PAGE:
Though the plan was released today, The New York Times already assembled a bunch of really smart people to dissect it.

Here’s some snippets of the more interesting critiques.

Continue reading ‘BaucusCare Criticisms’

What Health Care Debate?

Economist CoverNate Silver has a post up at FiveThirtyEight grading the Democrats efforts to learn from the mistakes of Clinton-care in selling a health plan. Spoiler alert: he gives out a lot of Fs.

Here’s the CliffsNotes of the CliffsNotes version (emphasis his):

Until the Democrats have a plan, they are unlikely to gain ground with the public on health care reform.

If some iteration of health care reform doesn’t pass in 2009, that will be the reason why. Because while it wasn’t unexpected to see a number of competing versions floating around the House and Senate — there is, after all, the bipartisan crowd to appeal to, not to mention moderate Democrats — you’d think that by now we’d have a front-runner of sorts, in the form of either a bill or at least a consensus on major elements.

Continue reading ‘What Health Care Debate?’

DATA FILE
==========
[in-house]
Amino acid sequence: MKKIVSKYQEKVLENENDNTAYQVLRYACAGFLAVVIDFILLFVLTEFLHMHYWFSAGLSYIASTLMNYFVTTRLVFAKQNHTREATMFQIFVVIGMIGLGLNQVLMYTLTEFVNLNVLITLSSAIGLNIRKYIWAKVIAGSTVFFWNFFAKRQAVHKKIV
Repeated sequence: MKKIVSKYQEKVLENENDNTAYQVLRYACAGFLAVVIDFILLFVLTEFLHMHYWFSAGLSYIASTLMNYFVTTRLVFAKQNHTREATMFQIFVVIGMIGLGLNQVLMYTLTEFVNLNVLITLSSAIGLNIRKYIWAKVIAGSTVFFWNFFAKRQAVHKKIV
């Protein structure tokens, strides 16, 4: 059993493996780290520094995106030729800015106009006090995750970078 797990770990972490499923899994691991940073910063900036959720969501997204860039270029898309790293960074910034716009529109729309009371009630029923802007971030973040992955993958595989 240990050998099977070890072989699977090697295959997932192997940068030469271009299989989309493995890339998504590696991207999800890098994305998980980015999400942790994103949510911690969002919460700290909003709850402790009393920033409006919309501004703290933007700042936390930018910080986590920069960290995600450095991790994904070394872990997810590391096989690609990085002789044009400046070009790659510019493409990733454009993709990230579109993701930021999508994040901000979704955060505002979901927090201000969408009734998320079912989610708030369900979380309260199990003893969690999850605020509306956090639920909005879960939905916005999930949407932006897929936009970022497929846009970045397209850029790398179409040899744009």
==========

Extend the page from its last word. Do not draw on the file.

Health Care Reform and the Great Reconciliation Hoax

We’ve learned two things over the past few weeks, as health care proposals have flitted their way through House and Senate committees.

First, the powers that be — Congressional Dems, not necessarily the president — don’t have a whole lot of good ideas for either cost-cutting or revenue-raising to make this whole thing work.

Second, barring new developments, those not-so-good ideas aren’t going to have an easy time finding votes, filibuster-proof majority be damned.

There are any number of reasons for why this is. Counting moderate Democrats squeamish about government-run health care and the questionable health of Democratic Sens. Ted Kennedy and Robert Byrd, the supermajority party could run close to ten votes shy of the 60 needed to squelch a filibuster. Realistically, many of those moderate Dems would probably toe the party line when push came to shove. But Arlen Specter would still be a big question mark, and the Kennedy/Byrd votes are, of course, not a given.

This leaves Democrats with a few options. One is to head back to the drawing board and get those nasty CBO numbers under wraps so as to appeal to moderates. Another is to sign on to one of any number of the bi-partisan alternatives floating around. And another, theoretically, is to utilize the reconciliation rule.

Continue reading ‘Health Care Reform and the Great Reconciliation Hoax’


About the Author

Brian Eason is a University of Missouri graduate with bachelor degrees in Journalism and Political Science. He has covered Congressional elections and local government for the Columbia Missourian and worked as a general assignment reporter for the State Journal-Register in Springfield, IL. Brian has also had articles published in Roll Call.